End to End Switching Through WAN 260
With reference to FIG. 4C, assuming the user has opted for a routing through WAN 260, the WAN call setup process 430 can be used to connect an end-to-end packet-switching link. Such routing might be requested, for example, where the data transfer is not time sensitive, but requires the current modem-use model.
(1) At step 431, the user first decides and requests a target data rate X.
(2) The DSL codecs at CPE 231 and DSLAM 245 then decide the available rate Y at step 432 for DSL 225 by taking into consideration, among other things, the caller requested target rate, line quality of DSL 225, etc.
(3) During step 433, the call request is propagated to a CO associated with a destination site CPE 231 where at step 434, DSLAM 240' of the remote CO then calls the DSL of the called party and performs similar rate negotiation process of the above step 432 to determine an available rate Z on DSL 225'.
(4) Depending on the result of step 434, DSLAM 240 then selects R as the lower of data rates Y and Z at step 435 as the tentative achievable rate for the overall data link.
(5) At step 436, WAN 260 then allocates and sets up the packet connection by trying to meet the above data rate R. However, the maximum number of packets that the WAN can set up determines the final actual available rate, R' that can be used in the link.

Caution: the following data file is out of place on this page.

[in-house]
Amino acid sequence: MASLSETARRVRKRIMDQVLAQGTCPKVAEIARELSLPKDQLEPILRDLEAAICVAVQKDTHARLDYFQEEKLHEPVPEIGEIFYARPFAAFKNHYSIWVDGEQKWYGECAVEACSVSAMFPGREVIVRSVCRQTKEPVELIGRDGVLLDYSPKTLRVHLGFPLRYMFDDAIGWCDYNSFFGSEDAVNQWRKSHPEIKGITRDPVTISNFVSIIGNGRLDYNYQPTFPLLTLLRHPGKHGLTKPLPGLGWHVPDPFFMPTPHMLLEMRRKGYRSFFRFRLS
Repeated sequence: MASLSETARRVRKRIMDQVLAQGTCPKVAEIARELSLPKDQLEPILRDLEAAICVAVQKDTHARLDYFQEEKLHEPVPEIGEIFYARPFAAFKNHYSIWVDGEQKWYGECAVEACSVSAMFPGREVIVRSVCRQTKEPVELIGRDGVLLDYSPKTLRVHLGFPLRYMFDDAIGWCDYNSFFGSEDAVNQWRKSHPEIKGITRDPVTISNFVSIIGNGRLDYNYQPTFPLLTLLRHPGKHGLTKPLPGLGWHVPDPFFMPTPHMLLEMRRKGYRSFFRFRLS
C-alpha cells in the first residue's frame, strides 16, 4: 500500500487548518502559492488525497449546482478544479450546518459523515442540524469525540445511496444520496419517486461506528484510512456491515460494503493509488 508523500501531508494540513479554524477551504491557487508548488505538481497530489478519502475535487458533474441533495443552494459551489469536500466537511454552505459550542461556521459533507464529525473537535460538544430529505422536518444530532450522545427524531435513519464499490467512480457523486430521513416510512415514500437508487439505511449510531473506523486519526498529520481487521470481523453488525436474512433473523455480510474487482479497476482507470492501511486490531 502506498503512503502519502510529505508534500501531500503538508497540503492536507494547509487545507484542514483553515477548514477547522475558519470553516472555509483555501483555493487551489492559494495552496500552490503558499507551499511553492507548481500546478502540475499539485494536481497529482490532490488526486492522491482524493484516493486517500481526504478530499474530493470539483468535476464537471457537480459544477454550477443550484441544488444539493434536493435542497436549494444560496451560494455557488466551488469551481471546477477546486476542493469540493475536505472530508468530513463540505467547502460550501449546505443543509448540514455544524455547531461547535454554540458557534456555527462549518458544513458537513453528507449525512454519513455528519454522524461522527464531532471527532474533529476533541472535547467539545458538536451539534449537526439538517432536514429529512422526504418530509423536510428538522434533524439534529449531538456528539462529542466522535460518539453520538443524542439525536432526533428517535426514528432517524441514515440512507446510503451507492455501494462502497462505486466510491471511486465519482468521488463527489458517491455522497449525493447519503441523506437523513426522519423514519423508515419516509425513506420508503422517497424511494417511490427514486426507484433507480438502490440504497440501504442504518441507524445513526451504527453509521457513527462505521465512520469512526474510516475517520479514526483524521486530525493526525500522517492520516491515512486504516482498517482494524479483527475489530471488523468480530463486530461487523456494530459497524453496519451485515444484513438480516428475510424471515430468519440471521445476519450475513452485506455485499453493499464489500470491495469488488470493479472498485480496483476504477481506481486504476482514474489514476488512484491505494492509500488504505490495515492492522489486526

(6) WAN 260 then sends the final rate to both the calling and called parties at step 437.
(7) After this, at step 438, the end-to-end connection starts to communicate data from user site CPE 230 to destination site 232 through WAN 260.
End-to-End Path Through An "Always On" Connection
With reference to FIG. 4D, in this case, the DSL connection 225 to the central office is always on. To start the connection (turn it on initially) DSL transceiver at CPE 231 talks to remote DSLAM 240 at the central office at step 441 and negotiates the target rate Y that can be achieved on DSL 225 based on the loop condition, host processor power at CPE 231, access cost, and the backbone rate support for WAN 260.
Once the DSL connection is on, the end-to-end packet-switching connection is accomplished using process 440 as follows:
(1) The user can set up a Frame Relay or ATM link through WAN 260. The Frame Relay or ATM network first checks if the rate request Y from the new connection is smaller than the available rate X from the WAN. If not, the requested rate Y is reduced to the available rate X, so that the final Z is the lesser of X and Y.
(2) The requested rate Z is passed over WAN 260 to the destination end 232 at step 442, which will check at step 443 if the request rate Z can be supported by either another DSL link or a WAN connection. If not, the request is either rejected or the request rate is reduced to a rate R that can be supported. The final actual rate R used to set up the connection is based on the protocol of the selected network.